Preparing for Video Shoots

Scripted interview.png
On-location scripted interview

There are a number of things to consider and ways to prepare before you come to be involved in a video production at Discovery Commons. Knowing what to expect during a shoot will go a long way to help you appear confident, poised, and professional in front of the cameras.

Click on a title below to learn more. (Click the title again to close).

Preparation for Recording Pre-Week Lectures in Discovery Commons

The Context

Integration of appropriate e-learning is an important pedagogical approach in the Foundations Curriculum. You and your team may be requested to develop video presentations for pre-week preparation, or in-week study materials as part of the Self-Learning Modules. These video presentations may be standalone or embedded into an online module.

Your video should be 10-15 minutes in length as it has been found that shorter videos are much more engaging. Articulating the objectives can help ensure that your planned content will be of appropriate length.

View an example Pre-Week lecture video here: (under construction)

The Powerpoint Presentation

The Foundations Curriculum renewal team has created a standard template for your PowerPoint presentation, if you will be using one.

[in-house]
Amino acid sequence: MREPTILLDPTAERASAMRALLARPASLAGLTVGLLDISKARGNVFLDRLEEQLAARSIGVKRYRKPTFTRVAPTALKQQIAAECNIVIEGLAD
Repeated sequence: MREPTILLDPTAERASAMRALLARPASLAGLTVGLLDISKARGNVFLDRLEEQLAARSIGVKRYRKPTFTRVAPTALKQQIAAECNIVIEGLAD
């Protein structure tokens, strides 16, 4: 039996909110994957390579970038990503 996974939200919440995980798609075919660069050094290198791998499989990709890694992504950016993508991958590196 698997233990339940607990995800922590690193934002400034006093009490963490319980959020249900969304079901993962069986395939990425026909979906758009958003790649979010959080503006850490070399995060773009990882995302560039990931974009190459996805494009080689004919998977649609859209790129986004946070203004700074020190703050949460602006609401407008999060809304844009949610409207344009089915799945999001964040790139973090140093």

Download the Powerpoint template here: (under construction)

Your PowerPoint presentation must be checked (and edited if needed) for consistency by the Foundations Curriculum renewal team.  Please submit the presentation at least a week in advance to the renewal team.

View an example of a good Pre-Week Powerpoint here: (under construction)

The Environment (MSB 3283A) 

You will be giving your presentation in a small studio that has video lighting, a camera, and microphones.

  • You will be standing in front of a green background, which will be replaced with a different background on the video
  • You will have a tablet on which to annotate and navigate through your slides, or a remote slide advancer if you’re not annotating
  • You have the option of sitting or standing to deliver the lecture; however, you will not be able to walk around while you lecture
  • At least one technician will be in the studio with you taking care of all of the technical considerations
  • It does get warm in the studio, so bring water if you wish

Know Your Presentation

Although you can stop, start, and redo your presentation as necessary while recording it in the studio, it will flow much more naturally if you know your presentation well